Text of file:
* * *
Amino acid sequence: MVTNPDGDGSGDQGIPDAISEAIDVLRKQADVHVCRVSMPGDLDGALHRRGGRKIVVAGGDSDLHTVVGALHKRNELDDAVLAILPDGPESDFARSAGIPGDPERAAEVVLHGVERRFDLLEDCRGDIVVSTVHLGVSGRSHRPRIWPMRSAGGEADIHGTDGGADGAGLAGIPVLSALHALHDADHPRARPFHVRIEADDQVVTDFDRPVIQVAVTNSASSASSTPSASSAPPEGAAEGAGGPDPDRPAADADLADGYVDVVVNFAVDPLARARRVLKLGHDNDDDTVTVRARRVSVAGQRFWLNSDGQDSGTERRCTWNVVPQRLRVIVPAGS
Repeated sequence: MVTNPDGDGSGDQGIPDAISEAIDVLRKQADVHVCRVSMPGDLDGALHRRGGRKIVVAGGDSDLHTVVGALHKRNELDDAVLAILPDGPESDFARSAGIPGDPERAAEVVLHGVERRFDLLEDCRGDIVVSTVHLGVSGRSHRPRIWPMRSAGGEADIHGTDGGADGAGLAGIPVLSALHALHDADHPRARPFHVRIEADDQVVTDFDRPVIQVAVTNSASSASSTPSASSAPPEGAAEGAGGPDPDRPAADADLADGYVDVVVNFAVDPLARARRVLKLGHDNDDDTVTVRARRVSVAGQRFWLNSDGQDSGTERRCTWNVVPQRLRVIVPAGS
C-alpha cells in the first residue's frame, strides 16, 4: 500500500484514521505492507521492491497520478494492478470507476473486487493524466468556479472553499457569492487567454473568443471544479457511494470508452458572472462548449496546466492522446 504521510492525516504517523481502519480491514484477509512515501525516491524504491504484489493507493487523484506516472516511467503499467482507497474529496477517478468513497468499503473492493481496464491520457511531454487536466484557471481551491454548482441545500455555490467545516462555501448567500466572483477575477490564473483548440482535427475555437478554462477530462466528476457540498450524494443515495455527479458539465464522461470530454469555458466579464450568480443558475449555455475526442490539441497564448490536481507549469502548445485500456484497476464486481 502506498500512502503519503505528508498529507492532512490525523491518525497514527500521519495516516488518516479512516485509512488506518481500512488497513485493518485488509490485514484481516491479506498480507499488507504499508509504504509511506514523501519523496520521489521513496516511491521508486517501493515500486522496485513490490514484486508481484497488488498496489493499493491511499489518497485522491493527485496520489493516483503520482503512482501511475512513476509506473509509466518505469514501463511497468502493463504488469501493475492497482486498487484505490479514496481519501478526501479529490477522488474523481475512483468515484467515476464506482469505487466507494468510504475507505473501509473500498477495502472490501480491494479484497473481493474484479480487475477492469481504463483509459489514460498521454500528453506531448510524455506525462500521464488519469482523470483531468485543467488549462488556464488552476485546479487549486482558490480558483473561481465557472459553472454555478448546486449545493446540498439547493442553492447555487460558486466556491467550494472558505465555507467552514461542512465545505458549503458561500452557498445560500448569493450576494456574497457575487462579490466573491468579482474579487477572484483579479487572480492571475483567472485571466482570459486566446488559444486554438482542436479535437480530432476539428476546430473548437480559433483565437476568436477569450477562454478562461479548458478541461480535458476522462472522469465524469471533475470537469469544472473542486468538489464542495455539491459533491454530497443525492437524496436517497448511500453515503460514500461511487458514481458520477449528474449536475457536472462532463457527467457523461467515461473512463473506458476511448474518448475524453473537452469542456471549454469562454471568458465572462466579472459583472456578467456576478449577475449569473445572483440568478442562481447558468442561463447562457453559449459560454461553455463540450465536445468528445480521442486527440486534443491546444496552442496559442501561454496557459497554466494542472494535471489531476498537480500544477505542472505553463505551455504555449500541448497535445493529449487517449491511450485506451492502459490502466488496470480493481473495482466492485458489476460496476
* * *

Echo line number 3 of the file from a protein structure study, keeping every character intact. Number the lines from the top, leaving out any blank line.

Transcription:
C-alpha cells in the first residue's frame, strides 16, 4: 500500500484514521505492507521492491497520478494492478470507476473486487493524466468556479472553499457569492487567454473568443471544479457511494470508452458572472462548449496546466492522446 504521510492525516504517523481502519480491514484477509512515501525516491524504491504484489493507493487523484506516472516511467503499467482507497474529496477517478468513497468499503473492493481496464491520457511531454487536466484557471481551491454548482441545500455555490467545516462555501448567500466572483477575477490564473483548440482535427475555437478554462477530462466528476457540498450524494443515495455527479458539465464522461470530454469555458466579464450568480443558475449555455475526442490539441497564448490536481507549469502548445485500456484497476464486481 502506498500512502503519503505528508498529507492532512490525523491518525497514527500521519495516516488518516479512516485509512488506518481500512488497513485493518485488509490485514484481516491479506498480507499488507504499508509504504509511506514523501519523496520521489521513496516511491521508486517501493515500486522496485513490490514484486508481484497488488498496489493499493491511499489518497485522491493527485496520489493516483503520482503512482501511475512513476509506473509509466518505469514501463511497468502493463504488469501493475492497482486498487484505490479514496481519501478526501479529490477522488474523481475512483468515484467515476464506482469505487466507494468510504475507505473501509473500498477495502472490501480491494479484497473481493474484479480487475477492469481504463483509459489514460498521454500528453506531448510524455506525462500521464488519469482523470483531468485543467488549462488556464488552476485546479487549486482558490480558483473561481465557472459553472454555478448546486449545493446540498439547493442553492447555487460558486466556491467550494472558505465555507467552514461542512465545505458549503458561500452557498445560500448569493450576494456574497457575487462579490466573491468579482474579487477572484483579479487572480492571475483567472485571466482570459486566446488559444486554438482542436479535437480530432476539428476546430473548437480559433483565437476568436477569450477562454478562461479548458478541461480535458476522462472522469465524469471533475470537469469544472473542486468538489464542495455539491459533491454530497443525492437524496436517497448511500453515503460514500461511487458514481458520477449528474449536475457536472462532463457527467457523461467515461473512463473506458476511448474518448475524453473537452469542456471549454469562454471568458465572462466579472459583472456578467456576478449577475449569473445572483440568478442562481447558468442561463447562457453559449459560454461553455463540450465536445468528445480521442486527440486534443491546444496552442496559442501561454496557459497554466494542472494535471489531476498537480500544477505542472505553463505551455504555449500541448497535445493529449487517449491511450485506451492502459490502466488496470480493481473495482466492485458489476460496476